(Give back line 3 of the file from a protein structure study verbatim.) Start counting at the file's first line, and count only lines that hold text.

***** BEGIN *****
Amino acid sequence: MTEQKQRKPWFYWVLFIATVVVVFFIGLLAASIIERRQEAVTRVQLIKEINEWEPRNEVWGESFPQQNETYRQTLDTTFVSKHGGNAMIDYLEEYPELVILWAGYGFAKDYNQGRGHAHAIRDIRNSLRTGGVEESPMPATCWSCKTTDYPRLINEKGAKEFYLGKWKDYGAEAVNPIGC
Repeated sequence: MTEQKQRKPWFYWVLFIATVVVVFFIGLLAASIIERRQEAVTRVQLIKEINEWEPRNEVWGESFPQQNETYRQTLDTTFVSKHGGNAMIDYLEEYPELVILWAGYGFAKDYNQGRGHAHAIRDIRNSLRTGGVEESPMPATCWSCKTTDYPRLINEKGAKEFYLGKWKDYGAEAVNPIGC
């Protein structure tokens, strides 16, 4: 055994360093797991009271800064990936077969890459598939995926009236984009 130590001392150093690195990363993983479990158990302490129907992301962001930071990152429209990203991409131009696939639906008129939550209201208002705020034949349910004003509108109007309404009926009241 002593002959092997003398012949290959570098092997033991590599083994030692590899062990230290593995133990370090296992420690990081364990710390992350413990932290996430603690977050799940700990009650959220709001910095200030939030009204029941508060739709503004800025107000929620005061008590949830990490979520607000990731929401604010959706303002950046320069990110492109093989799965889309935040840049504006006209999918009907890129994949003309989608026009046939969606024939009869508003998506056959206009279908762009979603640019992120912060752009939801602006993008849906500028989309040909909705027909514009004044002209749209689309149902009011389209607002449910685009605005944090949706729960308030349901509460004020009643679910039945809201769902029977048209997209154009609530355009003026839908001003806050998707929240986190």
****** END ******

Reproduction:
């Protein structure tokens, strides 16, 4: 055994360093797991009271800064990936077969890459598939995926009236984009 130590001392150093690195990363993983479990158990302490129907992301962001930071990152429209990203991409131009696939639906008129939550209201208002705020034949349910004003509108109007309404009926009241 002593002959092997003398012949290959570098092997033991590599083994030692590899062990230290593995133990370090296992420690990081364990710390992350413990932290996430603690977050799940700990009650959220709001910095200030939030009204029941508060739709503004800025107000929620005061008590949830990490979520607000990731929401604010959706303002950046320069990110492109093989799965889309935040840049504006006209999918009907890129994949003309989608026009046939969606024939009869508003998506056959206009279908762009979603640019992120912060752009939801602006993008849906500028989309040909909705027909514009004044002209749209689309149902009011389209607002449910685009605005944090949706729960308030349901509460004020009643679910039945809201769902029977048209997209154009609530355009003026839908001003806050998707929240986190």